Developers accused of ‘daylight robbery’ in Bishopsgate Goodsyard row

Designs for the Bishopsgate Goodsyard development. Photograph: Hammerson plc
Adverse impact: an independent study claims Bishopsgate Goodsyard developers have ‘underplayed the value of loss of sunlight’ in their proposals. Photograph: Hammerson plc

The loss of natural light to homes will be greater than developers claim, should the controversial Bishopsgate Goodsyard scheme go ahead.

So says a damning new report by Dr Paul Littlefair, Principal Lighting Consultant at the Building Research Establishment (BRE), a building science centre.

Plans by developers Hammerson and Ballymore to throw up seven tower blocks – one of which will stand at 48 storeys high – have outraged residents and campaigners, 11,000 of whom have signed an online petition asking Tower Hamlets and Hackney Councils, Boris Johnson and the Greater London Authority to reject the current scheme outright.

Protesters say the £800m development would overshadow swathes of the neighbouring Boundary Estate and surrounding area.

Residents’ association JAGO Action Group commissioned an independent report to examine the developers’ daylight assessment.

In his report, Dr Littlefair states: “In my experience, I am aware of no other proposed development that has been predicted to have such a large effect on so many dwellings.”

The report’s preliminary findings have been seen by the East End Citizen but the full report was released to the public today (21 March).

In it, the ‘rights to light’ expert criticised the ‘Daylight and Sunlight Assessment’ carried out by Gordon Ingram Associates (GIA) on behalf of the developers.

Dr Littlefair claims some of GIA’s findings “spurious” and said they had “underplayed the value of loss of sunlight in their report”.

The report also finds that the GIA omitted from their assessment some homes “for which there would be significant reductions” in daylight.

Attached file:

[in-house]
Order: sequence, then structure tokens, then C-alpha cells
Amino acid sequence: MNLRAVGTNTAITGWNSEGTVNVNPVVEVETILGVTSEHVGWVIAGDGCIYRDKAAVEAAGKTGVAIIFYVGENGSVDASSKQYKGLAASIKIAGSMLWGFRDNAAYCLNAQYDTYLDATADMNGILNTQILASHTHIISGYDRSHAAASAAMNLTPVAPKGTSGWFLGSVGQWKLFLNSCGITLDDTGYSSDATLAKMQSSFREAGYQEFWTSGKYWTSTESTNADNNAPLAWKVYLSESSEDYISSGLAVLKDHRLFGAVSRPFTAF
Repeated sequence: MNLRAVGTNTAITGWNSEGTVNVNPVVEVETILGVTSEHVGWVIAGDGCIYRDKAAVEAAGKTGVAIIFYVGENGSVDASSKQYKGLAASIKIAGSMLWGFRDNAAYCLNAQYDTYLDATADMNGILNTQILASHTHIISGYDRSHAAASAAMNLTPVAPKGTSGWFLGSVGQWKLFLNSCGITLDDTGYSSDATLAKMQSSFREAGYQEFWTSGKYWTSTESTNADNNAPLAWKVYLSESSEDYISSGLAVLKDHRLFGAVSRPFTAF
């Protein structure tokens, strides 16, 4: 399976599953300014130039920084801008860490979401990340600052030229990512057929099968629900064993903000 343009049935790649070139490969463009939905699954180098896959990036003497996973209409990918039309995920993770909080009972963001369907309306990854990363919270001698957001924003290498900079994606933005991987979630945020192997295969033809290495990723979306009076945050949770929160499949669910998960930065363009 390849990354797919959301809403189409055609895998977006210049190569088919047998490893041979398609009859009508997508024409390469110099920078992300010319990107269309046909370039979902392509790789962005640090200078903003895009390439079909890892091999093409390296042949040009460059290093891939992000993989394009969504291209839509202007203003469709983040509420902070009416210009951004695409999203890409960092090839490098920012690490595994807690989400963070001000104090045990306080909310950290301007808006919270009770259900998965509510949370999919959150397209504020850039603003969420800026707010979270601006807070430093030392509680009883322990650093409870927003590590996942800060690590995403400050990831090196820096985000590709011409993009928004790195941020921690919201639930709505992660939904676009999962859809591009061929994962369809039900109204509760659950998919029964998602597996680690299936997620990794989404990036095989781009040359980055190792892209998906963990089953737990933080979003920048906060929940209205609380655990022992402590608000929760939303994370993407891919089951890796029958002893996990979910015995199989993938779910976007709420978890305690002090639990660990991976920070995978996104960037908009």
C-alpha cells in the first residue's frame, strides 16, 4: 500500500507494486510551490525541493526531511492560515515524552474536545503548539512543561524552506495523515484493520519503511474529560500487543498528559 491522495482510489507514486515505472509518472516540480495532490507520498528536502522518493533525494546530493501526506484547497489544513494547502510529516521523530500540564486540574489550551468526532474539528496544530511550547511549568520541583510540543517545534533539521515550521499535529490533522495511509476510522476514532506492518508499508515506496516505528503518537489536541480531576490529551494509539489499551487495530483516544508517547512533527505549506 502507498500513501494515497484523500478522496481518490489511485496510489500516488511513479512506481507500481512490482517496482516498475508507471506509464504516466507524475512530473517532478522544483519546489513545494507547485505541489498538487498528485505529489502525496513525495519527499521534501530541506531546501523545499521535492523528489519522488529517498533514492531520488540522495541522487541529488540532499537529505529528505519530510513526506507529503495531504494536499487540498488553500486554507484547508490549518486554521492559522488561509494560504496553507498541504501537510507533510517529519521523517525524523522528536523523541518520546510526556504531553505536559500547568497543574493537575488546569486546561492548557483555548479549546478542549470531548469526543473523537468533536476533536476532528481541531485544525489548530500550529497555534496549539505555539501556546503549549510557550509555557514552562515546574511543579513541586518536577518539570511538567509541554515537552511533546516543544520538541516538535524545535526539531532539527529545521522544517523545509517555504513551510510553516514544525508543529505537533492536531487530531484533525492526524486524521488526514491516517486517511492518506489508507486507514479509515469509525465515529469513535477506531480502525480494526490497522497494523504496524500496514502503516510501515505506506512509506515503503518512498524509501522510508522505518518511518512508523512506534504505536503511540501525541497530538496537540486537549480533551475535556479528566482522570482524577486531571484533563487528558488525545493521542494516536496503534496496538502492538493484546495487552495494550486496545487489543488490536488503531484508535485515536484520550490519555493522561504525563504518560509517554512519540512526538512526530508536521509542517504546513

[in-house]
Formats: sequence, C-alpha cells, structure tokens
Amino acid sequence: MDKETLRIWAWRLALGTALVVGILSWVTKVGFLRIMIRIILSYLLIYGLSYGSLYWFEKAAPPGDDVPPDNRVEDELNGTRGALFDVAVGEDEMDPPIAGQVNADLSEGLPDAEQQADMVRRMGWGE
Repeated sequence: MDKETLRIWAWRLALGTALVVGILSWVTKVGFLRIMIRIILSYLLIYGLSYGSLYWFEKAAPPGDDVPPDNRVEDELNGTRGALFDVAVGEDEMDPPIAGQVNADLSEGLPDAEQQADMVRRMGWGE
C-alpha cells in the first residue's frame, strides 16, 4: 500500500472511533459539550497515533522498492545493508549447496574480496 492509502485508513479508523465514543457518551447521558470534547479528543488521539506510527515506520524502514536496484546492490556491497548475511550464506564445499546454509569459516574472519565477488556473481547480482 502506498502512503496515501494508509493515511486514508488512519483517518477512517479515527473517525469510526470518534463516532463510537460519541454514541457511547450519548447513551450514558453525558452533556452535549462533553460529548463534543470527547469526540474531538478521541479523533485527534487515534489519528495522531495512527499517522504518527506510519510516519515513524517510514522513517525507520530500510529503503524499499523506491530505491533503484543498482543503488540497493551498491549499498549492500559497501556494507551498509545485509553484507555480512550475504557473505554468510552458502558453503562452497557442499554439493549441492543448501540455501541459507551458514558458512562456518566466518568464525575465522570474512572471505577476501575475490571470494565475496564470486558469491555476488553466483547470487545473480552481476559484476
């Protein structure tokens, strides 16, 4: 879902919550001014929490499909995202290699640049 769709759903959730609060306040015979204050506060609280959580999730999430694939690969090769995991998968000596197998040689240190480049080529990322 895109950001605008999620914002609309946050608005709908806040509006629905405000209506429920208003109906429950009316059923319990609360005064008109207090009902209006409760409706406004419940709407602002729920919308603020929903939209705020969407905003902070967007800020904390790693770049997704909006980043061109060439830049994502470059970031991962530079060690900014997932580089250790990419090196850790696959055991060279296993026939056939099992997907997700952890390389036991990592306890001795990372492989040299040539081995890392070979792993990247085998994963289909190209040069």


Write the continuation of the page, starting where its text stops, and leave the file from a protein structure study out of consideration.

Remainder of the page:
“For some of the surrounding dwellings (3 Club Row, and properties in Wheler Street and Redchurch Street), GIA have cited the distance from the new development as a mitigating factor, implying that as the development is far away the loss of light will somehow be less noticeable.

“This is a spurious argument, as the data show that there would still be large losses of light. In fact the distance between some of the affected dwellings and the proposed development highlights its size and bulk and the large area it impacts.”

Commenting on concerns about the loss of light should the plans go ahead, David O’Donoghue of the More Light More Power campaign group said: “Even if this mega-development contained 100 per cent genuinely affordable housing it would still not be acceptable to darken the lives of so many other people.

“We want Boris to see the light, reject this proposal and take a look at the real alternatives, which could make the Goodsyard great.”

bishopsgate goodsyard shadows
Aerial view: how the proposed towers could overshadow the surrounding area. Image: More Light More Power

The decision to approve or reject Hammerson and Ballymore’s proposals will be made by London Mayor Boris Johnson, who overrode Hackney and Tower Hamlets councils by ‘calling in’ the planning application last September.

A date for the public hearing has not been set.

Hammerson and Ballymore and Tower Hamlets Mayor John Biggs have been approached for comment.

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